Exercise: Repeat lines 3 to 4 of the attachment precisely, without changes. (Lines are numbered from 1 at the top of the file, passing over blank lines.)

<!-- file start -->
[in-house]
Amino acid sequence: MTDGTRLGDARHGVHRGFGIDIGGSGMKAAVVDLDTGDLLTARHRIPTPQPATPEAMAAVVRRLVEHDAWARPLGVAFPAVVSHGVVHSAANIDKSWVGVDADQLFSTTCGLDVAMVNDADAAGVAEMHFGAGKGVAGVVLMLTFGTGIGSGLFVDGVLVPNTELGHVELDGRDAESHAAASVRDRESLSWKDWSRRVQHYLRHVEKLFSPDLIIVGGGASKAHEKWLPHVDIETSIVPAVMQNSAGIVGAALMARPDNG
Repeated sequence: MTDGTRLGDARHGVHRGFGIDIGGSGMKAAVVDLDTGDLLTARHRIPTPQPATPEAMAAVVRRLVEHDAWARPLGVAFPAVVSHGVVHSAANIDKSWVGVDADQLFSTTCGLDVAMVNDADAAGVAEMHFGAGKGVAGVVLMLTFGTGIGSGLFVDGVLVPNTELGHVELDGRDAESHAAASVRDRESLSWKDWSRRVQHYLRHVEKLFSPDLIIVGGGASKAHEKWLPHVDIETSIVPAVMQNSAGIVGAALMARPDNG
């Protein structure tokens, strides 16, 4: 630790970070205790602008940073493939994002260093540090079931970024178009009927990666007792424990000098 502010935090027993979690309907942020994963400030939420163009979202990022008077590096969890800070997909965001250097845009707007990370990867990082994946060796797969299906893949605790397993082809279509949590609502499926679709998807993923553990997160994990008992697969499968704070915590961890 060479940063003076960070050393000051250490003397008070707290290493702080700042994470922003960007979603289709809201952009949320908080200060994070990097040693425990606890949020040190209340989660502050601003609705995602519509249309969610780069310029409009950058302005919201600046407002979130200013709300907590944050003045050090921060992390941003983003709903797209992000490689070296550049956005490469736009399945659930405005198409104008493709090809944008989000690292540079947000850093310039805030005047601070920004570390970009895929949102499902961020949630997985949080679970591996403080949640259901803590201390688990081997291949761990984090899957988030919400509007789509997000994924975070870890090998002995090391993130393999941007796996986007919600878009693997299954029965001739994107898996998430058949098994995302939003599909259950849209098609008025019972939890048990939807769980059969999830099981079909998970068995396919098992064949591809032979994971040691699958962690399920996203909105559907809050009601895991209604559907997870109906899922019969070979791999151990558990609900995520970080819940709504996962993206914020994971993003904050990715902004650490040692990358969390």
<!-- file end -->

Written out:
Repeated sequence: MTDGTRLGDARHGVHRGFGIDIGGSGMKAAVVDLDTGDLLTARHRIPTPQPATPEAMAAVVRRLVEHDAWARPLGVAFPAVVSHGVVHSAANIDKSWVGVDADQLFSTTCGLDVAMVNDADAAGVAEMHFGAGKGVAGVVLMLTFGTGIGSGLFVDGVLVPNTELGHVELDGRDAESHAAASVRDRESLSWKDWSRRVQHYLRHVEKLFSPDLIIVGGGASKAHEKWLPHVDIETSIVPAVMQNSAGIVGAALMARPDNG
């Protein structure tokens, strides 16, 4: 630790970070205790602008940073493939994002260093540090079931970024178009009927990666007792424990000098 502010935090027993979690309907942020994963400030939420163009979202990022008077590096969890800070997909965001250097845009707007990370990867990082994946060796797969299906893949605790397993082809279509949590609502499926679709998807993923553990997160994990008992697969499968704070915590961890 060479940063003076960070050393000051250490003397008070707290290493702080700042994470922003960007979603289709809201952009949320908080200060994070990097040693425990606890949020040190209340989660502050601003609705995602519509249309969610780069310029409009950058302005919201600046407002979130200013709300907590944050003045050090921060992390941003983003709903797209992000490689070296550049956005490469736009399945659930405005198409104008493709090809944008989000690292540079947000850093310039805030005047601070920004570390970009895929949102499902961020949630997985949080679970591996403080949640259901803590201390688990081997291949761990984090899957988030919400509007789509997000994924975070870890090998002995090391993130393999941007796996986007919600878009693997299954029965001739994107898996998430058949098994995302939003599909259950849209098609008025019972939890048990939807769980059969999830099981079909998970068995396919098992064949591809032979994971040691699958962690399920996203909105559907809050009601895991209604559907997870109906899922019969070979791999151990558990609900995520970080819940709504996962993206914020994971993003904050990715902004650490040692990358969390």